Frequently Asked Questions about Gamelan

There comes a time in every gamelan musician's life when he or she is asked by a friend or co-worker what his or her plans are for next Sunday night. When it just so happens that a rehearsal falls on that Sunday night, answering this question can be one of the toughest parts of playing gamelan. Because it's so different from western music, it can be a challenge to give a true picture of what it's really like.

In order to help answer some of the most frequently asked questions, we are assembling a compilation of questions and answers, to which we will continue adding as we receive more inspiration (and questions from our audiences)! We're also working on an instruments page with information on (and pictures of) the individual instruments.

1. Gamelan? What the heck's that deal?

A gamelan is an Indonesian percussion orchestra. The word gamelan can refer to a set of instruments, to the group of people who play them, or to the musical form. Gamelan is an ancient tradition throughout Indonesia that remains popular today, and over the centuries, many very different styles have developed in the different regions of the country, and even within each region. Even a novice listener can easily distinguish Javanese gamelan from Balinese gamelan, and Balinese gamelan from Sundanese gamelan. The instruments include metallophones, hanging gongs, horizontal or "kettle" gongs, double-headed drums, bamboo flutes, and bowed or plucked stringed instruments. Within Balinese gamelan, Gamelan Mitra Kusuma plays four different styles of music (see the Ensembles page for more detail).

2. What instrument do you play?

This is, hands down, one of the most common questions a gamelan musician hears when he or she is explaining gamelan. There is no easy answer (well, there sometimes is, but "kantilan" wouldn't really be any more helpful to most people than "some-random-name-you'll-never-be-able-to-remember"). Some of us do have a favorite instrument, while some of us prefer to be gamelan nomads. There is, however, one universal answer to this question: "Whatever I want to play!"

3. Where is Bali?

Bali is an island province in the Republic of Indonesia, an archipelago nation in South East Asia. In terms of land area, Bali is roughly the same size as Delaware, although it looks very different! Indonesia is a predominantly Muslim country, but in Bali, the large majority of the people are Hindu. The influence of Hindu religious culture is evident in Bali's traditional performing arts.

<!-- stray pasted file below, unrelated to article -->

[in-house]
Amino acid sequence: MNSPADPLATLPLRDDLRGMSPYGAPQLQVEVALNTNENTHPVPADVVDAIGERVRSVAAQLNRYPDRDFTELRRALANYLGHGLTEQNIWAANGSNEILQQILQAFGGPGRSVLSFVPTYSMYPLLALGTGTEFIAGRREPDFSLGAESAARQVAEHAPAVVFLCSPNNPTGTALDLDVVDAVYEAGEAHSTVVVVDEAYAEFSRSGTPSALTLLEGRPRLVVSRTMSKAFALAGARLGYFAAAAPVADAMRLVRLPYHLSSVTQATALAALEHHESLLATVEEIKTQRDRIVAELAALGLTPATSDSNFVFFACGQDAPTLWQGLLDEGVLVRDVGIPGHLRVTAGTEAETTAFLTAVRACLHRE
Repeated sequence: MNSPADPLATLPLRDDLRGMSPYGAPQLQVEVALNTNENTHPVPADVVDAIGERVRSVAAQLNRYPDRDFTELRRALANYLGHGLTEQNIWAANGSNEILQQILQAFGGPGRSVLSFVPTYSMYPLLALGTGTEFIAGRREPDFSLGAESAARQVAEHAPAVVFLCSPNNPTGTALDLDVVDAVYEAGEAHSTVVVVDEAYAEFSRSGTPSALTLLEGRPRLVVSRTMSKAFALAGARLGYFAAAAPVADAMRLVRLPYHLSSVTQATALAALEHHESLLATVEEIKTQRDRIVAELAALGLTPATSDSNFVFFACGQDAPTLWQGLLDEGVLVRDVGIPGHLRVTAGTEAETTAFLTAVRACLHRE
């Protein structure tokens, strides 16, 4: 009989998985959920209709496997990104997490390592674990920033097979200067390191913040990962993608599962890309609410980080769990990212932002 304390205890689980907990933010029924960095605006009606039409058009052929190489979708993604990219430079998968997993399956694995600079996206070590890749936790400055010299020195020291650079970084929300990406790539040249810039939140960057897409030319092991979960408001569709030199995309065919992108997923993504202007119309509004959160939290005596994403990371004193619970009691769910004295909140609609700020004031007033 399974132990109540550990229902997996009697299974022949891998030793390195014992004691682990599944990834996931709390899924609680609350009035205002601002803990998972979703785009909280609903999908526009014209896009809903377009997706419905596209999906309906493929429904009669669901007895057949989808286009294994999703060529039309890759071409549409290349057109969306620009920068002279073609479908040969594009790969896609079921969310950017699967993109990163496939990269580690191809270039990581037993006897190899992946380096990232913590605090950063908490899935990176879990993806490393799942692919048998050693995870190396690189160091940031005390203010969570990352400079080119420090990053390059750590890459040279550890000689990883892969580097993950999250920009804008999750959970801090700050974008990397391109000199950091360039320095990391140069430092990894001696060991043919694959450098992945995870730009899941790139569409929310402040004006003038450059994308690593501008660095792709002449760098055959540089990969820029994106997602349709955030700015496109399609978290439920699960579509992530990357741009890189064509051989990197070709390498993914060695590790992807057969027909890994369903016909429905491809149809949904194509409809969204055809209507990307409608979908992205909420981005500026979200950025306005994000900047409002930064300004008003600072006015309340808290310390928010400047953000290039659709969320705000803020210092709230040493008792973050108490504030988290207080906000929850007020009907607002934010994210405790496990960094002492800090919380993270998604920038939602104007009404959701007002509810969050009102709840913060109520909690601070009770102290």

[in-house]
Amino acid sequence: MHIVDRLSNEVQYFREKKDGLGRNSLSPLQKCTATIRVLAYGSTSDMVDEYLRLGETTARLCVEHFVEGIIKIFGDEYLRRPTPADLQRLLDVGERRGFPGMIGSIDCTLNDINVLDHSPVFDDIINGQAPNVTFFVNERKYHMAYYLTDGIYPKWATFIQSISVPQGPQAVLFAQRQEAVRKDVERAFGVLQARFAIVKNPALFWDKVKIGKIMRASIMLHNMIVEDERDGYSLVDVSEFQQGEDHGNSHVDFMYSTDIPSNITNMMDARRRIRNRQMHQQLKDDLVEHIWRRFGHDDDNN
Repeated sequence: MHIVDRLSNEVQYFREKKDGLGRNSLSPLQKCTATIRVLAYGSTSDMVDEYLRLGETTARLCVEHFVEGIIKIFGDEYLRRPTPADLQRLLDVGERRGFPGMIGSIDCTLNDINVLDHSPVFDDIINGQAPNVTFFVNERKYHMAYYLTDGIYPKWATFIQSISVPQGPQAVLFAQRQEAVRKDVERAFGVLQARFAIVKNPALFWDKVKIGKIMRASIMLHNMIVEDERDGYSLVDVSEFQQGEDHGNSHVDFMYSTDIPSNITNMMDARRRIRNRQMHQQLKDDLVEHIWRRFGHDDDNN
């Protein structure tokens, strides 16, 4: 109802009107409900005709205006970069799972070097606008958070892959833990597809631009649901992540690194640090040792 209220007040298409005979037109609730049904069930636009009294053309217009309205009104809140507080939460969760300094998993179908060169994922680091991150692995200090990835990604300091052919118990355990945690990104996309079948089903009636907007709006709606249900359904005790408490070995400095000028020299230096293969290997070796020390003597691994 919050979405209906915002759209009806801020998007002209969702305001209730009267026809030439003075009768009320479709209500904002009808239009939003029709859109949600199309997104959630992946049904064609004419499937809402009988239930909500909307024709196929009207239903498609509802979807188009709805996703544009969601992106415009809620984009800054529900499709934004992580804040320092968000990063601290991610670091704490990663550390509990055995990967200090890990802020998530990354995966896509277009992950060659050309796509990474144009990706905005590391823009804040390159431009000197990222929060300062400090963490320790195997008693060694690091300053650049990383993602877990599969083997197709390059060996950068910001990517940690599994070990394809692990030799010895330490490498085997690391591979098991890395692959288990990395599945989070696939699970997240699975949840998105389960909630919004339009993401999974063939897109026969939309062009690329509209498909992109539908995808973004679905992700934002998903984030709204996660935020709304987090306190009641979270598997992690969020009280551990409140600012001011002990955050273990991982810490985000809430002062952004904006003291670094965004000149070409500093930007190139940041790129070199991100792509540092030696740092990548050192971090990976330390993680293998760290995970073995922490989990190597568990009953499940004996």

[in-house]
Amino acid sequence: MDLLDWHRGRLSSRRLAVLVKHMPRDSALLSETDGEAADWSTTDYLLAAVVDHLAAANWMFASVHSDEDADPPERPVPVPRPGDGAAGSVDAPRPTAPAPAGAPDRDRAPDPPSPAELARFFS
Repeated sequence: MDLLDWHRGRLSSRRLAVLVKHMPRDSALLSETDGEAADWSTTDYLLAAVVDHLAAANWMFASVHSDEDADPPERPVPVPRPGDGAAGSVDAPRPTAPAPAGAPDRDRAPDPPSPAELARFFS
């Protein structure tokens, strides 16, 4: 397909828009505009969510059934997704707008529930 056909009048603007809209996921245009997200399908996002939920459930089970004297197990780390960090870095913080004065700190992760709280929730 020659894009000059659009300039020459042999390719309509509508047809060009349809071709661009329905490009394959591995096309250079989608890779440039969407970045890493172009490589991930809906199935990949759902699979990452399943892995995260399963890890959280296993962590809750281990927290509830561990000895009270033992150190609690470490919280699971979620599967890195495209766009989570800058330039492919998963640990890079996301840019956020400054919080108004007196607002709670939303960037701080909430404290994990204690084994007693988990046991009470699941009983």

4. How do you learn how to play?

We practice as a group once or twice a week and we learn from each other and from our teacher, Nyoman. It is important that we learn together, because the different musical parts depend on each other to make sense. Plus, the instruments are too heavy for us to take home to practice on our own! We learn a piece of music in segments, sometimes playing one small section over and over again--it can take months to get it just right. Some of us do find it helpful on our own time to listen to recordings of the music we're learning.

As for technique, the best way to learn is just to do it. We learn technique from Nyoman, but also from simple trial and error. The most difficult part of gamelan technique for a new musician is also the most essential: dampening the keys by grasping them with the left hand after they are played with the mallet in the right hand. This is necessary to keep the notes singular, so they don't all ring together at once. It takes a little getting used to, but talk to someone who's been playing for a while and they'll tell you they don't even think about it any more.

5. Is there musical notation?

There are some simple numerical notation systems for gamelan, but for the most part, it is an oral tradition (or, more appropriately, an "aural" tradition)--that is, like many other folk traditions, the art form has been passed from generation to generation without the use of a writing system. Our five-tone gamelan gong kebyar has pitches that correspond with the numbers 2, 3, 5, 6 and 7 (see the next question for more on tuning), and it is relatively easy to notate some of the lower instruments' more simple parts using these numbers arranged on paper according to where the gong is played. But the faster, more complex rhythms that are so characteristic of Balinese music would be much more difficult to write out--it's just easier and more consistent with the tradition to memorize the music as it is learned.

6. Are you all Indonesian?

Not at all - while there are a few Indonesians among us (though not all Balinese), most of us just happen to live in the DC area and be addicted to playing gamelan. Many of us were first introduced to gamelan while conducting research or taking an ethnomusicology class at university. Or we were roped into it by a friend and were never the same since.